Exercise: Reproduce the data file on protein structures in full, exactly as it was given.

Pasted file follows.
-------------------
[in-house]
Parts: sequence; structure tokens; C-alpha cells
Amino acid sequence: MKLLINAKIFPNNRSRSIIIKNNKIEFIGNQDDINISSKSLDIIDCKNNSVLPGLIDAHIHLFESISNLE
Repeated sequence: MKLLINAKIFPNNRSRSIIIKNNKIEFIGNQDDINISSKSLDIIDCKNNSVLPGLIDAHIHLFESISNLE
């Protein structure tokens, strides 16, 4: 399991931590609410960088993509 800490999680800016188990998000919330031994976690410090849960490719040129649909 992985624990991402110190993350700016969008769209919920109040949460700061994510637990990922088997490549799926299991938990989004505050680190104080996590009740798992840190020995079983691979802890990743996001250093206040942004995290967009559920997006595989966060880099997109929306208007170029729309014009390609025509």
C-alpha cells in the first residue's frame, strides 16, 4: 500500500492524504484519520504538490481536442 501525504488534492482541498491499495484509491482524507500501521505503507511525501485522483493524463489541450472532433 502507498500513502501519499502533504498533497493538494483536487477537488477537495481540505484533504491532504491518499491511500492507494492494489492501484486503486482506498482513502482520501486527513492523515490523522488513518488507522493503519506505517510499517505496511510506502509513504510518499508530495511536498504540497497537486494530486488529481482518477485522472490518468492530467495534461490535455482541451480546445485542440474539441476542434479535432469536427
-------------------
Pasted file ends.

[in-house]
Parts: sequence; structure tokens; C-alpha cells
Amino acid sequence: MKLLINAKIFPNNRSRSIIIKNNKIEFIGNQDDINISSKSLDIIDCKNNSVLPGLIDAHIHLFESISNLE
Repeated sequence: MKLLINAKIFPNNRSRSIIIKNNKIEFIGNQDDINISSKSLDIIDCKNNSVLPGLIDAHIHLFESISNLE
């Protein structure tokens, strides 16, 4: 399991931590609410960088993509 800490999680800016188990998000919330031994976690410090849960490719040129649909 992985624990991402110190993350700016969008769209919920109040949460700061994510637990990922088997490549799926299991938990989004505050680190104080996590009740798992840190020995079983691979802890990743996001250093206040942004995290967009559920997006595989966060880099997109929306208007170029729309014009390609025509």
C-alpha cells in the first residue's frame, strides 16, 4: 500500500492524504484519520504538490481536442 501525504488534492482541498491499495484509491482524507500501521505503507511525501485522483493524463489541450472532433 502507498500513502501519499502533504498533497493538494483536487477537488477537495481540505484533504491532504491518499491511500492507494492494489492501484486503486482506498482513502482520501486527513492523515490523522488513518488507522493503519506505517510499517505496511510506502509513504510518499508530495511536498504540497497537486494530486488529481482518477485522472490518468492530467495534461490535455482541451480546445485542440474539441476542434479535432469536427